Press Contact: Colin Gillis
August 26, 2013
FOR IMMEDIATE RELEASE
Local anti-racist collective holds forum on Trayvon Martin verdict
Madison, WI -- Community members are invited to gather at James Reeb Unitarian Universalist Congregation (2146 E. Johnson St.) on August 28 from 6:30 to 8:30 pm to talk about racial justice in the aftermath of the Trayvon Martin verdict. One of several events held in response to George Zimmerman’s acquittal, this forum will focus on racial inequality in Dane County and the role of white people in the local and national struggle for racial justice. It has been organized by Groundwork, a mostly white anti-racist collective located in Madison.
The injustice of the death of Trayvon Martin and the not-guilty verdict for George Zimmerman has sparked national outrage, conversation, and action. In Madison, Freedom Inc and the International Socialist Organization held a rally and candlelight vigil on July 14, 2013, the day after Zimmerman’s acquittal. On July 23, the Urban League of Greater Madison convened a forum where leaders from Madison’s communities of color discussed the legal and political ramifications of the verdict, and they are organizing future events on the same topic.
Groundwork’s forum will highlight the extreme racial disparities in Madison’s schools and the Dane County criminal justice system. In Dane County, the high school graduation rate for African Americans and Hispanic students is significantly lower than that of white students. In 2012, only 53% of African American students and 63% of Hispanic students graduated from Madison public schools. 87% of white students and 81% of Asian students graduated. Wisconsin also has one of the highest rates of disproportionate incarceration in the United States. According to a study conducted by the Employment and Training Institute at the University of Wisconsin - Milwaukee, 12.8% of African American men in Wisconsin are currently incarcerated, nearly double the national average of 6.7%. In Dane County in 2006, 32% of African American men aged 18-54 and and 47% of African American men aged 25-29 were currently incarcerated, on probation, or on parole.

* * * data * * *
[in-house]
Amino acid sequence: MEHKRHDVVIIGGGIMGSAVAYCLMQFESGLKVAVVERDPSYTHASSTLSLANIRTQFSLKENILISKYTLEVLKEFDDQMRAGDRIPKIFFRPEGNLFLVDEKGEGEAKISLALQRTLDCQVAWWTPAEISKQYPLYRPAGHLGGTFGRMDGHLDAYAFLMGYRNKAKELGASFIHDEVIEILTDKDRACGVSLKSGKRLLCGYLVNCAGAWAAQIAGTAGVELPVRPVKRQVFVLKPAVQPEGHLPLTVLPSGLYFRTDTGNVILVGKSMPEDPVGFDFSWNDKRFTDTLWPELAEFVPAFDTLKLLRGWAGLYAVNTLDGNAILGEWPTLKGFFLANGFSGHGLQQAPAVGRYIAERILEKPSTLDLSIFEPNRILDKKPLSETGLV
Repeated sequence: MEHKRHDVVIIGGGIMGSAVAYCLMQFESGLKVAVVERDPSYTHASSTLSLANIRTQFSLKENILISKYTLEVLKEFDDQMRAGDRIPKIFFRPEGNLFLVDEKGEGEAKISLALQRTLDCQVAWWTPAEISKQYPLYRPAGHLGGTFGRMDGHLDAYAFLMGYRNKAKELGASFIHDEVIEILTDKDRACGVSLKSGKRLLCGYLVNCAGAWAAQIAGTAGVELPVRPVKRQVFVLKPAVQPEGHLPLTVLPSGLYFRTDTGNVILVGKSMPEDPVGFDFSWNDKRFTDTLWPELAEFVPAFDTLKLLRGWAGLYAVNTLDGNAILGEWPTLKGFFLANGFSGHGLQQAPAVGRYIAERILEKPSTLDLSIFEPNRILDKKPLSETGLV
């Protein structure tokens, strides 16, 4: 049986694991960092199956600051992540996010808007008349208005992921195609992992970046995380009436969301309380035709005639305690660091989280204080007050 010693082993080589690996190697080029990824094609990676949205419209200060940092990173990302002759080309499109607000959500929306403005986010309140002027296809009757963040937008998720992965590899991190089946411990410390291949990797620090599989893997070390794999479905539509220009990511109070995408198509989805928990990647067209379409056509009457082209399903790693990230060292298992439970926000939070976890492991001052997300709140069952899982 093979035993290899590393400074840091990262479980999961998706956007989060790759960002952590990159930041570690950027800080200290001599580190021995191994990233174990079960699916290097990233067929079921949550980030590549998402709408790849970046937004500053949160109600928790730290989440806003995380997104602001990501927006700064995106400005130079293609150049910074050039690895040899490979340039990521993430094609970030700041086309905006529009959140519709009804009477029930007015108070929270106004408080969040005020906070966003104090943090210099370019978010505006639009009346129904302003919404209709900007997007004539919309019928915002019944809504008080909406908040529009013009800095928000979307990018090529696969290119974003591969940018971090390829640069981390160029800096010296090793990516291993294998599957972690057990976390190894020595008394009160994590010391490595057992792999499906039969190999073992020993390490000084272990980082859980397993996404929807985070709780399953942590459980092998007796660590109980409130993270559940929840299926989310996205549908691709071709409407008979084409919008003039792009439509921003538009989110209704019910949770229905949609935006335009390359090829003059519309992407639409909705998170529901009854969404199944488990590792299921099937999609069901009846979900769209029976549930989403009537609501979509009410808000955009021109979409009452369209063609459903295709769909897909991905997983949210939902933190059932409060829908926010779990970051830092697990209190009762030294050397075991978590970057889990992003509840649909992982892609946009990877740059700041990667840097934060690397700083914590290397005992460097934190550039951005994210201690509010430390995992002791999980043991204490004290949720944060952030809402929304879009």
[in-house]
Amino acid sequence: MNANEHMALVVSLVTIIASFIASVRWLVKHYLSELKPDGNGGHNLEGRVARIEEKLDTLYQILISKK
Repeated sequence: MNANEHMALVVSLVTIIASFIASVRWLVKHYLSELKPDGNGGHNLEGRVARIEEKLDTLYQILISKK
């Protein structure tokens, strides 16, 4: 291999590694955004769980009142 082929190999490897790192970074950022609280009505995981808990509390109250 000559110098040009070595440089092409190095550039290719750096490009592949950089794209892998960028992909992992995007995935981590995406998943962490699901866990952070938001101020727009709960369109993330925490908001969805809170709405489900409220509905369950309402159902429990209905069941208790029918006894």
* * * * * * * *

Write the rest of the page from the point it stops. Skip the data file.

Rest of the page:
The forum will focus on the role that white people can play in addressing the root causes of these problems in our community. “The struggle for racial justice begins at home,” says Groundwork member Colin Gillis, “Trayvon Martin was murdered in Florida, but the racism that caused his death and enabled his murderer to go free also exists right here in Madison.”
Groundwork member Ann Brickson pointed out that the event will occur on the fiftieth anniversary of Martin Luther King’s “I Have a Dream” speech at the 1963 March on Washington: "Dr. King once said, 'Our lives begin to end the day we become silent about things that matter'. The injustice of Trayvon Martin’s death and the racial inequities in our own County that reduce the life chances of people of color are powerful reminders that we still have much to learn from Dr. King fifty years after his most famous speech."
The event is free and open to all members of the public. Childcare will be provided.
YES (Youth Empowering Students)
Ananda Mirili, YWCA
Jackie Austin, Madison Urban Ministry
Caliph Muab-el, Vice President of MOSES (Madison Organizing in Strength, Equality, and Solidarity)
For more information, visit the Groundwork website: groundworkmadison.wordpress.com
2012 Madison Public High School graduation rate
Wisconsin’s Mass Incarceration of African American Males: Workforce Challenges for 2013, a study prepared by John Pawasarat and Lois M. Quinn at the Employment and Training Institute, University of Wisconsin - Milwaukee
Data regarding the incarceration of African American men in 2006 taken from Professor Pamela Oliver’s (Sociology, UW - Madison) Racial Disparities in Criminal Justice website